The persistent nature of this sore throat is really beginning to vex me. If it has not abated by tomorrow, I will probably make a trip to local witch doctor for whatever antibiotics might be in order. Better to nip this thing in the bud now rather than letting nature take its course and running the risk of it lingering on through the start of vacation.

Ah to be productive.

Saturday, December 11, 2004

Making a List and Checking it Twice

No, I'm not doing the Santa thing.

Since vacation starts in a week, it's about time to start thinking about the necessary trip preparations. As there are so many things I need to do between now and then, a list will be essential so I don't forget anything that might impact events (e.g., leaving my passport at home or remembering on January 1st when in some remote jungle that I forgot to pay rent).
Some of the most essential things that must be done this coming week:

1. Make copies of apartment keys and distribute. Several people are getting keys so they can check up on my cats My "children" are exceptionally fragile and sensitive, so having people check up on them from time to time will be essential for their mental well-being.

2. Stock up on cat provisions. I need to procure enough cat food and litter to last three weeks as it would be a rude thing to force those taking care of my cats to buy such essentials.

3. Finish post card list. Between friends, family, school, and the office, there are 23 people who will be receiving post cards during my holiday. Ack!

4. Tidy up the apartment. My humble abode is in a state of disorganization now due to school. Stacks of books and papers all over. The cats like this. I don't. It would be a good thing to come home in January and not face such clutter as the spring semester begins the day after I return.

5. Sorting clothes. For the most part I plan to pack rather lightly and will likely be buying additional clothing over there since such things are rumored to be relatively cheap. Besides, as it's winter here, it's difficult to find shorts and other warm weather clothing.

6. Have regularly scheduled bouts of anxiety. My previous international travel experience is limited to one foray to South America two years ago, so this is still an unfamiliar experience for me.

7. Buy film and find software for digital camera.

8. Get finances in order. As it's essential that I don't run out of money over there and be reduced to borrowing a monk's begging bowl just to get my meals, I need to get the money sources organized.

9. Pay rent. Rather important since I don't want to come home on January 9th to discover all of my possessions in a pile by the street.

10. Buy necessities. Toothpaste, travel-oriented medications, etc.

11. Visit foreign travel clinic at local health department. I wonder if I'll need any anti-malarials since I'll be spending time in rural areas?

12. Dust off passport.

Thursday, December 09, 2004

Chicken Soup and a Warm Blanket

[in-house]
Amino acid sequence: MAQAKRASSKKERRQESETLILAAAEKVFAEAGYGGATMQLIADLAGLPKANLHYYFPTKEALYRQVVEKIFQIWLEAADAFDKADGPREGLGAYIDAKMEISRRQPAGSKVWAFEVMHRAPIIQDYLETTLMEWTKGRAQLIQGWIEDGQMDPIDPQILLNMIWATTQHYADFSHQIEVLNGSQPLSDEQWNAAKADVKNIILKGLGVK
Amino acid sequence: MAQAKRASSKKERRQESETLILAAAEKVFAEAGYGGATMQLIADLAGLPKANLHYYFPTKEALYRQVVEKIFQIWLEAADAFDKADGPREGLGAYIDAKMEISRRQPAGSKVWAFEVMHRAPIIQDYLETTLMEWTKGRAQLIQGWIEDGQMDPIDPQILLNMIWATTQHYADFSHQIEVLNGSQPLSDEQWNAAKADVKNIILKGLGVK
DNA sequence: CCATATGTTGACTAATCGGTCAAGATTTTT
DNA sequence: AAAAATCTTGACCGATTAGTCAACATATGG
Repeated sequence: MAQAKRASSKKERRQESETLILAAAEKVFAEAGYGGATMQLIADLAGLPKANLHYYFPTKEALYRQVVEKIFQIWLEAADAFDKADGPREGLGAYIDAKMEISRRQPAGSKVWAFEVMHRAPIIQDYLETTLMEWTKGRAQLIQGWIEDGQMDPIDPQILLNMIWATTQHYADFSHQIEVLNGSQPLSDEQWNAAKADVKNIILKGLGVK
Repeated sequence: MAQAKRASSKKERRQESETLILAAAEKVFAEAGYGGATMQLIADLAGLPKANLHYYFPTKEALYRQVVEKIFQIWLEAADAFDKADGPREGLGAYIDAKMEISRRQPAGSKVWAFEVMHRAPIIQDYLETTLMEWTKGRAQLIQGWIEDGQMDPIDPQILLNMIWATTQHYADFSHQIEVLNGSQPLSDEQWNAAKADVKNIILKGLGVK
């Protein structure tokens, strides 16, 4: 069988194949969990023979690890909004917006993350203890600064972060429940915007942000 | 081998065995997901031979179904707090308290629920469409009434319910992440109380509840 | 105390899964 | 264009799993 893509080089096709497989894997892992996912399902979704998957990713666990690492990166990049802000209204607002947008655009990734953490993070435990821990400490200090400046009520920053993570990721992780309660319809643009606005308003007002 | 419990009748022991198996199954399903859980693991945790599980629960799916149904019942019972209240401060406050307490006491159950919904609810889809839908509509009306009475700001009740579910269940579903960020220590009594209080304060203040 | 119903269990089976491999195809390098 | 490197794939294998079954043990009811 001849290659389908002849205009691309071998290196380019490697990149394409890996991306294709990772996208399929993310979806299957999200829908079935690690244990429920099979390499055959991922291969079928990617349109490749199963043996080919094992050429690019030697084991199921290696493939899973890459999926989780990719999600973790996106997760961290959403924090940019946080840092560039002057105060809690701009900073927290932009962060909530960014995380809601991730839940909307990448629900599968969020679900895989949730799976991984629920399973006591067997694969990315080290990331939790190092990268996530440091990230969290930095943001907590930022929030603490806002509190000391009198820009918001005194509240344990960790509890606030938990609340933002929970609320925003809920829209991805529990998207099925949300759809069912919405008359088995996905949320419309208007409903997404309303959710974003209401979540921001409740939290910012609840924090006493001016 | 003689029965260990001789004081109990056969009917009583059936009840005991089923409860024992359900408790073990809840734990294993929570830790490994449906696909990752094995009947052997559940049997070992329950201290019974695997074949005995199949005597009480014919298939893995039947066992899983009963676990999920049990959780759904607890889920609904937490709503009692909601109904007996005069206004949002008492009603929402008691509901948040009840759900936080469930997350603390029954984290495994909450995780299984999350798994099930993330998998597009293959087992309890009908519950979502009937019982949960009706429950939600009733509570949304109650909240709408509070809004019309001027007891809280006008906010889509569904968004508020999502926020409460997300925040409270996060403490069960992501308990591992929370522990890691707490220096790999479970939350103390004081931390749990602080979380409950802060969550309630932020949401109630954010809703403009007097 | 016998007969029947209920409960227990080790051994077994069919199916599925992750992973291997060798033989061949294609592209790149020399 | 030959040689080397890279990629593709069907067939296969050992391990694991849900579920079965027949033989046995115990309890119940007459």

Achy, sore throat, and congestion. What perfect timing to get sick. The day of my semiar! Ah long as I can muster the fortitude this evening and deliver a half-way decent talk, I'll be fine. I finished the presentation last night and I've run through it a time or two, so I'm nearly ready. More than likely I'll go through it a few more times later on this afternoon.

Off to bundle up in a warm blanket and attempt to catch a nap.

Wednesday, December 08, 2004

Wednesday Evening

Yet again today I took off early from work to finish up putting together the seminar that I'll give tomorrow night. Other than maybe ONE more little section and the conclusion it's done. Finally! I had hoped to have it finished by Sunday which turned out not to be the case as I tend to be a bit of an academic perfectionist. And a procrastinator. Can't forget that part. No matter, really, as the seminar is pretty much complete and by this time tomorrow night it will be all over. At that point I'll shift my attention towards final exams and trip preparation.

Guess I'll wander off to put on a pot of coffee and get back to work. I'll tinker with the presentation until about eight-thirty, but after that it will be my time to do whatever. Making time for myself is one of the keys to successfully balancing full time employment along with a full course load. And to me those few hours to myself are among the most precious. (This time is mine. My own. My Precious. No one can steals it from us.) more viewings of LOTR until next summer. to the kitchen before it gets too geeky in here.

Tuesday, December 07, 2004

Manager's Memo

Home a little early from the office to finish up a project for class and get some laundry done. The weather here in Norfolk this affternoon is a distraction from both. 73 degrees and partly sunny. Almost like an early fall day and not one to be wasted indoors stuck at the computer.

Though it was a shorter day at work, I got a great deal accomplished and even had time to take my secretary out to lunch for her birthday. She's been working at the office for almost as long as I've been alive and is only two years from retirement. She's been such a wonderful resource, particularly during my first six months and was so important to the more or less smooth transition in management. Since the 1950s, my office has had only five managers and as it turned out, I happen to be the youngest by at least 15 years. I am also the third youngest of my staff of almost twenty, so I faced some unique challenges after taking over last January. It's a natural thing for people to be resistant to change. This was something of which I was keenly aware and incorporated early on into my management style.